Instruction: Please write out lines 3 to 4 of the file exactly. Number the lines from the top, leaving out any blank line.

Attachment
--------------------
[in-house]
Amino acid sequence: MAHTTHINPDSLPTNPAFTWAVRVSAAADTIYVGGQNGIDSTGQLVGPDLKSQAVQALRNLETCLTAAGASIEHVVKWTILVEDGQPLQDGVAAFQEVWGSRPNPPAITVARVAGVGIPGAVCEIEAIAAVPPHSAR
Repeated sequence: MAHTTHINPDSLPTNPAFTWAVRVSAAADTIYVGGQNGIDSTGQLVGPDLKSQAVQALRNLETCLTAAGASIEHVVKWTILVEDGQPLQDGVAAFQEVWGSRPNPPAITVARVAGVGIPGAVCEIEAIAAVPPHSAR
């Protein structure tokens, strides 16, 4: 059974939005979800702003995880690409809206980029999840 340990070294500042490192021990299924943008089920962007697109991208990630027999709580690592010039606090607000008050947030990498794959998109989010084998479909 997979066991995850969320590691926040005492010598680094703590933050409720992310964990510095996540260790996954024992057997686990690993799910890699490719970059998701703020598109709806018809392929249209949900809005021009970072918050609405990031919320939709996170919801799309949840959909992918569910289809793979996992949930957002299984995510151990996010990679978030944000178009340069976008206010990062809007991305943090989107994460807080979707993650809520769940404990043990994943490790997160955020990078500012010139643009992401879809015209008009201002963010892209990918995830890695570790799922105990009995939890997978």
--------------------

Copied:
Repeated sequence: MAHTTHINPDSLPTNPAFTWAVRVSAAADTIYVGGQNGIDSTGQLVGPDLKSQAVQALRNLETCLTAAGASIEHVVKWTILVEDGQPLQDGVAAFQEVWGSRPNPPAITVARVAGVGIPGAVCEIEAIAAVPPHSAR
């Protein structure tokens, strides 16, 4: 059974939005979800702003995880690409809206980029999840 340990070294500042490192021990299924943008089920962007697109991208990630027999709580690592010039606090607000008050947030990498794959998109989010084998479909 997979066991995850969320590691926040005492010598680094703590933050409720992310964990510095996540260790996954024992057997686990690993799910890699490719970059998701703020598109709806018809392929249209949900809005021009970072918050609405990031919320939709996170919801799309949840959909992918569910289809793979996992949930957002299984995510151990996010990679978030944000178009340069976008206010990062809007991305943090989107994460807080979707993650809520769940404990043990994943490790997160955020990078500012010139643009992401879809015209008009201002963010892209990918995830890695570790799922105990009995939890997978």